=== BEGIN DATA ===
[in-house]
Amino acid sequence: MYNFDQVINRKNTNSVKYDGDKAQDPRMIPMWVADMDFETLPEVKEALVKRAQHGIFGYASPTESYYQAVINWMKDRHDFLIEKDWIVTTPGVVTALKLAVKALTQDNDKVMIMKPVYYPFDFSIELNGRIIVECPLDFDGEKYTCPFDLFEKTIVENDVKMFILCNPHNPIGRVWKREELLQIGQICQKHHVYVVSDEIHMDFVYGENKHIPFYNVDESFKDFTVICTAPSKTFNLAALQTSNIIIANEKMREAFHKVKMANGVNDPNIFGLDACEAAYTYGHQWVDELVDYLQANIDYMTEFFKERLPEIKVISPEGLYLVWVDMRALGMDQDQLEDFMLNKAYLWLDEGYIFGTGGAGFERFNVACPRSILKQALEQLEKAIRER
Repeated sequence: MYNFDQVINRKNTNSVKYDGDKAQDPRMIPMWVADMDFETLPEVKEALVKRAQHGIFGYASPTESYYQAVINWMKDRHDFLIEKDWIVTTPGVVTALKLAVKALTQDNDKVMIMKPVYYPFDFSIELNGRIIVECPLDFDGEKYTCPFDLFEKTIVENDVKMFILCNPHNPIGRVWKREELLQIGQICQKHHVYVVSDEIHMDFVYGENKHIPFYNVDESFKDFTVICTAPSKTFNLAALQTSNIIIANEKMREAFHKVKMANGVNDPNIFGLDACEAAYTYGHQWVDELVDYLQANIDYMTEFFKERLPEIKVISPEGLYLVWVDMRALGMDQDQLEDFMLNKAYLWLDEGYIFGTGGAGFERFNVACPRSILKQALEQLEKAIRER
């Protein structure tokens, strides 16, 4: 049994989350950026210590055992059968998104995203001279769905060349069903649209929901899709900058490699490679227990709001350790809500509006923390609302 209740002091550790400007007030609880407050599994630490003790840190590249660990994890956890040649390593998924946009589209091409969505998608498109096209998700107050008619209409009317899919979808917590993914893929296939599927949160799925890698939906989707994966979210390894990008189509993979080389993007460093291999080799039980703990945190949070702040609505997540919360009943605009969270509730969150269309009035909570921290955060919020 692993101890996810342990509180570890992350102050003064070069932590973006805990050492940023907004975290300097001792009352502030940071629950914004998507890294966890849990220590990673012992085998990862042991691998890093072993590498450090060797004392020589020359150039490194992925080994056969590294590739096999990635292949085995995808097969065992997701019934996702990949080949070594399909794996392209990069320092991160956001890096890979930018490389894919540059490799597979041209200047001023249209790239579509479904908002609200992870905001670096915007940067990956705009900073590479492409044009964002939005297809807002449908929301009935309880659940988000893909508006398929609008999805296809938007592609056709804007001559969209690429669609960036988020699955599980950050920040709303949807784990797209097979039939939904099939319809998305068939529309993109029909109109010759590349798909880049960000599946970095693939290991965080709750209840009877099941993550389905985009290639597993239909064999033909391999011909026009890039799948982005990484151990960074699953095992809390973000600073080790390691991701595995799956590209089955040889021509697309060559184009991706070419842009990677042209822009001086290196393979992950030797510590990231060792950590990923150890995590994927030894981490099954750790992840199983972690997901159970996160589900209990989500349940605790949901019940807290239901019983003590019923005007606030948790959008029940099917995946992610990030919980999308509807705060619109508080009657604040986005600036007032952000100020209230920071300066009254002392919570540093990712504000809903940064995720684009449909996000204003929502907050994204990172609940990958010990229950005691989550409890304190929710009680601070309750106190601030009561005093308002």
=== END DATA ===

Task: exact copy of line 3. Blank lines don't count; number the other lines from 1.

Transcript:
Repeated sequence: MYNFDQVINRKNTNSVKYDGDKAQDPRMIPMWVADMDFETLPEVKEALVKRAQHGIFGYASPTESYYQAVINWMKDRHDFLIEKDWIVTTPGVVTALKLAVKALTQDNDKVMIMKPVYYPFDFSIELNGRIIVECPLDFDGEKYTCPFDLFEKTIVENDVKMFILCNPHNPIGRVWKREELLQIGQICQKHHVYVVSDEIHMDFVYGENKHIPFYNVDESFKDFTVICTAPSKTFNLAALQTSNIIIANEKMREAFHKVKMANGVNDPNIFGLDACEAAYTYGHQWVDELVDYLQANIDYMTEFFKERLPEIKVISPEGLYLVWVDMRALGMDQDQLEDFMLNKAYLWLDEGYIFGTGGAGFERFNVACPRSILKQALEQLEKAIRER